Remembering to forget to remember
The recently released Christchurch City Recovery Plan establishes the development of earthquake memorial of local, national and international significance as one of its 'anchor projects'. With no timeframe set for its completion, the discussion around the project will be measured, and is bound to generate interest across the city and farther afield. We asked Ralph Rugoff, director of the Hayward Gallery, London, and author of Monuments for the USA to add his voice to the conversation. Here, he looks at contemporary monumania worldwide, and asks what lessons we might learn from past failures.
IN 2003, THE SCANDINAVIAN ART DUO of Michael Elmgreen and Ingar Dragset opened what they described as a hospice or kennel for unpopular public sculptures. Located in a remote part of northern Germany, their sanctuary for exiled relics of public space consists of a parcel of land surrounded by a white fence and an illuminated sign that announces 'Park for Unwanted Sculptures'. It is basically a cemetery for monuments, a memorial park for memorials. And its very existence should serve as a cautionary tale for any civic group that is considering building a public commemorative structure.
Michael Elmgreen and Ingar Dragset Park für unerwünschte Skulpturen (Park for Unwanted Sculptures) 2003. Lawn, wooden fence, light box sign. Sculptures in
the park are: Uwe Schloen Neptun Bunker 2000; Horst Hellinger Röhrentorso 1988; Ludmilla Schalthoff Spiegelinstallation 2004; Gustav Reinhard o.T. 1983(?); Ulla
Nentwig Das steinerne Herz 2007; Vito Acconci Father's Garden 1986. Reproduced courtesy of the artists, Kunstverein Springhornhof
The impulse to respond to a major traumatic incident or disaster by commissioning a public monument has become a kneejerk reflex in almost every part of the world. Whether it is an earthquake in Sichuan, a tsunami in the Indian Ocean, or an act of terrorism in New York, the memorialists among us begin thinking about how best to commemorate it even as rescue teams are still finishing their work. Grief, of course, must find its outlets, and constructing physical symbols of remembrance and mourning can play a significant role in this process. But something in our contemporary monumania reeks of obsession. Despite all the evidence, it compulsively ignores that modern truism, formulated almost a century ago by Austrian novelist Robert Musil, that 'there is nothing in this world as invisible as a monument'. As we are constantly re-learning, memorials and monuments, for all their commemorative intent, are themselves all too easily forgotten; indeed, whatever public significance they may claim seems preordained to a relatively brief life. Sooner or later, our monuments end up as generic spatial markers in the bland geographies of our civic plazas and parks.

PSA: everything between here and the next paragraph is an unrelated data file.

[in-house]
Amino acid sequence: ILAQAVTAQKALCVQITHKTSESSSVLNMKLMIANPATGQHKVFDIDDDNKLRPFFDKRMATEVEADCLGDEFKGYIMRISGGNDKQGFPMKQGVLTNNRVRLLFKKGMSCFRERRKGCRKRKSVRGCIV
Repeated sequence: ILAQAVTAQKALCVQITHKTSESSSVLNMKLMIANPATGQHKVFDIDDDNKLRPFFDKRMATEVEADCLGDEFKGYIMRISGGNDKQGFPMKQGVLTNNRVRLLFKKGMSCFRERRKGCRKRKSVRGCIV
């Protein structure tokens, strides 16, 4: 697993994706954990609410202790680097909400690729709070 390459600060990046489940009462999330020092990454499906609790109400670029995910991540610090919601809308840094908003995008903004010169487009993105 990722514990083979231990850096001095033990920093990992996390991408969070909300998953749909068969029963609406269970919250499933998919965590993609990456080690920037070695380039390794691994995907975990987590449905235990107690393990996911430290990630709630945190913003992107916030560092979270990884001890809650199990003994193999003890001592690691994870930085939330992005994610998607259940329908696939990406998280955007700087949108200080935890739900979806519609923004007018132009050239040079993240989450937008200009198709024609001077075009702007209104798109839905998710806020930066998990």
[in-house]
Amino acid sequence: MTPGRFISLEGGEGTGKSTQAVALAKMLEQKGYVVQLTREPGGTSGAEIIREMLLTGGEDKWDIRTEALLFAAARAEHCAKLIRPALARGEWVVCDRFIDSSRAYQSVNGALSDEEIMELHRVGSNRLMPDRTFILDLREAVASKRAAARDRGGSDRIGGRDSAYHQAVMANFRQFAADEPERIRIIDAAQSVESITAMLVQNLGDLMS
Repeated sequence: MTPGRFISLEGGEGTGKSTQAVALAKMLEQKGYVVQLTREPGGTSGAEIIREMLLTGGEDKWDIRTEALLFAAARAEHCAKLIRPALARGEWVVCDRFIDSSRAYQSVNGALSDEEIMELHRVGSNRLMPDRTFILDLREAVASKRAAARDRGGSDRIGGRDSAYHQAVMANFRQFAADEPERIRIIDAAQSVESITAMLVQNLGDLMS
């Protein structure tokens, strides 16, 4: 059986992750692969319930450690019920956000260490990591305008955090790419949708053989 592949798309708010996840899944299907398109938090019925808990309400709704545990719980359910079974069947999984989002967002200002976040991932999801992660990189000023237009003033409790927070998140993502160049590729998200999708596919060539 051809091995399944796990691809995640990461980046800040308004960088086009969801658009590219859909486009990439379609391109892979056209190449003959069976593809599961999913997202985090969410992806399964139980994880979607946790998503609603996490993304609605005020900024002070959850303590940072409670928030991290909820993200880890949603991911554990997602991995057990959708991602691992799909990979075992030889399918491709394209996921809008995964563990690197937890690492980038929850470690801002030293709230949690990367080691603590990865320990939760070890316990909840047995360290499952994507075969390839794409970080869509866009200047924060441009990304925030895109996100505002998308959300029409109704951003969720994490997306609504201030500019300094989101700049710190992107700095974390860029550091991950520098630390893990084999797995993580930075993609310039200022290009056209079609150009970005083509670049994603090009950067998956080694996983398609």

So who really wants another disaster memorial with a short shelf life? I suspect that many people in Christchurch have already asked this question. Yet today the idea of doing nothing in response to a destructive event like the 2011 earthquake may seem untenable; even tantamount to an admission of moral bankruptcy, something like withdrawing from a Geneva Convention of commemorative responsibility. There are several reasons for this state of affairs. Besides arguably assisting in the task of collective mourning, the making of memorials assuages our guilt as survivors, as well as our bad conscience at the prospect of someday forgetting those who died. One reason we continue to erect memorials, in other words, is to feel better about ourselves. On another level, the building of monuments has become an intensely competitive sphere of international cultural showmanship. In an era when star architects and world-renowned artists are regularly commissioned to create memorials that garner international headlines, doing nothing could seem like a massive failure of civic vision.
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